where CorrCoef[I1,I2]CorrCoef[\textbf{\textit{I}}_1, \textbf{\textit{I}}_2] is the correlation between two images I1\textbf{\textit{I}}_1 and I2\textbf{\textit{I}}_2, Cov[I1,I2]Cov[\textbf{\textit{I}}_1, \textbf{\textit{I}}_2] is the covariance between them. Ο‰\omega denotes the cuboid (or grid) on which the input images are defined.

Learning Strategy. The forward and backward of the aforementioned Ladv\mathcal{L}_{adv} is controlled by the adversarial learning strategy described in Algorithm 1.

In our deformable registration setup, the role of real data and attacking data is reversed when compared with the traditional adversarial learning strategy. In adversarial learning, the model uses unreal (generated) images as attacking data, while image labels are ground truths. However, in our deformable registration task, the model leverages the unreal (generated) deformations from the teacher as attacking data, while the image is the ground truth for the model to reconstruct the input information. As a consequence, the role of images and the labels are reversed in our setup. Since we want the information to be learned more from real data, the generator will need to be considered more frequently. Although the knowledge in the discriminator is used as attacking data, the information it supports is meaningful because the distilled information is inherited from the high-performed teacher model. With these characteristics of both the generator and discriminator, the light-weight student network is expected to learn more effectively and efficiently.


[1] S. Zhao, Y. Dong, E. I. Chang, Y. Xu, et al., Recursive cascaded networks for unsupervised medical image registration, in ICCV, 2019.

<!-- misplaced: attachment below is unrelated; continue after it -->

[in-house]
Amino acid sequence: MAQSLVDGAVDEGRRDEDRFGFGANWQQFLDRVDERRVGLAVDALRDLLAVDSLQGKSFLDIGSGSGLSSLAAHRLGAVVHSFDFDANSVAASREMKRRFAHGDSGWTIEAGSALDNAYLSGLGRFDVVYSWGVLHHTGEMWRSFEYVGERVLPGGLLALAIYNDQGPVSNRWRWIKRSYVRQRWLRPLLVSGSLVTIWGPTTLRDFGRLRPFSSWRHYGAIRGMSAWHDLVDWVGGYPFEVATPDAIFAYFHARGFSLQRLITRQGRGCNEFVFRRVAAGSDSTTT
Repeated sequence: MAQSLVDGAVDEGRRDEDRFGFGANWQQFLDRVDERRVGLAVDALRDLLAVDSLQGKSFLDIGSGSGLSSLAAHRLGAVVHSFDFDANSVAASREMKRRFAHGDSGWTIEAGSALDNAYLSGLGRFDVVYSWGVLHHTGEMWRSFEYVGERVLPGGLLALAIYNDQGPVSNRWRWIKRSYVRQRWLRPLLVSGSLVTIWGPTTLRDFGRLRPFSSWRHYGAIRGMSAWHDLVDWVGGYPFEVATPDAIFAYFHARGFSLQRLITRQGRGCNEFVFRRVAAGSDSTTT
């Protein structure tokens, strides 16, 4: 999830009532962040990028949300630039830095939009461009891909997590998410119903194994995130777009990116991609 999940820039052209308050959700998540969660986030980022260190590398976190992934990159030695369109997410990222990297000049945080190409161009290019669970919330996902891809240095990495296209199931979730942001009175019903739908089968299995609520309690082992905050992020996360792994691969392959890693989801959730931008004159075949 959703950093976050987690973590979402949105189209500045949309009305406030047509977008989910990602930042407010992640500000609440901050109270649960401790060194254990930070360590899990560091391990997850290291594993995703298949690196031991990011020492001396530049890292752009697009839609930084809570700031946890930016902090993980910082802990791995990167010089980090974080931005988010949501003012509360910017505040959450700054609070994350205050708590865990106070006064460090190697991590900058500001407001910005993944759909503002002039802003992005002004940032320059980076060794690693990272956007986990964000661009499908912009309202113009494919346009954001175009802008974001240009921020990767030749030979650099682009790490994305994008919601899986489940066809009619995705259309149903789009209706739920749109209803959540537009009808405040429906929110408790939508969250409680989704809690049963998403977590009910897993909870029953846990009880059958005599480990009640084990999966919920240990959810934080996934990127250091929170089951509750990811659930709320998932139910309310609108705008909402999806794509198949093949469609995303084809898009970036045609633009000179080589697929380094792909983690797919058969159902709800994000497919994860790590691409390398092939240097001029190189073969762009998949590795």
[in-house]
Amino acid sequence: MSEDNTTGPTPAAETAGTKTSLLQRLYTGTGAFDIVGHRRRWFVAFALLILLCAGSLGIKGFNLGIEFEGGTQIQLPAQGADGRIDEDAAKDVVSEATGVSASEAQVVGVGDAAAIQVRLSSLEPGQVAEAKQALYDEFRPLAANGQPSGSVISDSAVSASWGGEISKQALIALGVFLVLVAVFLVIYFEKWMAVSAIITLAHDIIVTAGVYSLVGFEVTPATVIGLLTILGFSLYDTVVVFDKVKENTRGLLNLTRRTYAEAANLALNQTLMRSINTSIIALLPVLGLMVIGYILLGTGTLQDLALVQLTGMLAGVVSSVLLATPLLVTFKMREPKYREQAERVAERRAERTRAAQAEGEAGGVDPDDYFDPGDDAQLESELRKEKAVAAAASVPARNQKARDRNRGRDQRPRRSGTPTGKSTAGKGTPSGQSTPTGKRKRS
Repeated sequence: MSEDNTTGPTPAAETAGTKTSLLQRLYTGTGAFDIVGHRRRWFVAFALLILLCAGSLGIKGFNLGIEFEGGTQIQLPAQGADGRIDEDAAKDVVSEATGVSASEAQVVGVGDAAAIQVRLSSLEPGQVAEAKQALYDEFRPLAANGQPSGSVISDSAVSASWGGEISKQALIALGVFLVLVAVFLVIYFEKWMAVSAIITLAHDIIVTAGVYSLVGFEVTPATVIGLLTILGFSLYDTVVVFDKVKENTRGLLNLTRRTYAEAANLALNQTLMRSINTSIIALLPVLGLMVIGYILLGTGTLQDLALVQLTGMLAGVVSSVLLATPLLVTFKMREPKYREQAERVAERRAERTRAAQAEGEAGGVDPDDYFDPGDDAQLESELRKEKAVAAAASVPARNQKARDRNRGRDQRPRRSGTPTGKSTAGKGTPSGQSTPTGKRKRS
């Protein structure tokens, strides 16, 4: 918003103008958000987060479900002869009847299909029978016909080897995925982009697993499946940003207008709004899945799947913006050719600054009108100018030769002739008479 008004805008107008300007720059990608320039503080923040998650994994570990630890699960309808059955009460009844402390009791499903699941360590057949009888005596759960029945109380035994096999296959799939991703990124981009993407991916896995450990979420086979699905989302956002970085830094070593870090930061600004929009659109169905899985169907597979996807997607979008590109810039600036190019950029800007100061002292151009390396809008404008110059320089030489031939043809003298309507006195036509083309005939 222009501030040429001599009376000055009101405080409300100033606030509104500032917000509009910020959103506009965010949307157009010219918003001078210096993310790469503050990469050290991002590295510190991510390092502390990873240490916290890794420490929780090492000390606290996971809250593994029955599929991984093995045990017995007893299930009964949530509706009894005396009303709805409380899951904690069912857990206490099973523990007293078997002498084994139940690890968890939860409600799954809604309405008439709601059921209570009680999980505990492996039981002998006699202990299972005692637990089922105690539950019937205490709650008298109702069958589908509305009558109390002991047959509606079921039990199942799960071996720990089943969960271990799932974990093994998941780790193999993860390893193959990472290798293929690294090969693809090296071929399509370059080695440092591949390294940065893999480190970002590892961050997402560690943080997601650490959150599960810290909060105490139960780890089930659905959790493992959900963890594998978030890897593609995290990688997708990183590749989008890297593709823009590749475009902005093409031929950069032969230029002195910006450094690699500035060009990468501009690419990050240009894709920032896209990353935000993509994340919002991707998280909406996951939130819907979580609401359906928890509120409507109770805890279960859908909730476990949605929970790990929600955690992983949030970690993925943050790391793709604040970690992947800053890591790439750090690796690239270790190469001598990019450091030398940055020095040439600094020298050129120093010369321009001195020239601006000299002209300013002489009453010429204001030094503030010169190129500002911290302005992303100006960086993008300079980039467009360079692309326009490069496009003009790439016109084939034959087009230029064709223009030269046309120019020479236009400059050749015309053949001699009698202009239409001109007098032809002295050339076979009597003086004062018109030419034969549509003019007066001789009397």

[2] G. Hinton, O. Vinyals, and J. Dean, Distilling the knowledge in a neural network, ArXiv, 2015.

[3] S. Zhao, T. Lau, J. Luo, I. Eric, C. Chang, and Y. Xu, Unsupervised 3d end-to-end medical image registration with volume tweening network, IEEE J-BHI, 2019.

Open Source

🐱 Github: https://github.com/aioz-ai/LDR_ALDK

Light-weight Deformable Registration using Adversarial Learning with Distilling Knowledge

Introduction: Medical image registration

Medical image registration is the process of systematically placing separate medical images in a common frame of reference so that the information they contain can be effectively integrated or compared. Applications of image registration include combining images of the same subject from different modalities, aligning temporal sequences of images to compensate for the motion of the subject between scans, aligning images from multiple subjects in cohort studies, or navigating with image guidance during interventions. Since many organs do deform substantially while being scanned, the rigid assumption can be violated as a result of scanner-induced geometrical distortions that differ between images. Therefore, performing deformable registration is an essential step in many medical procedures.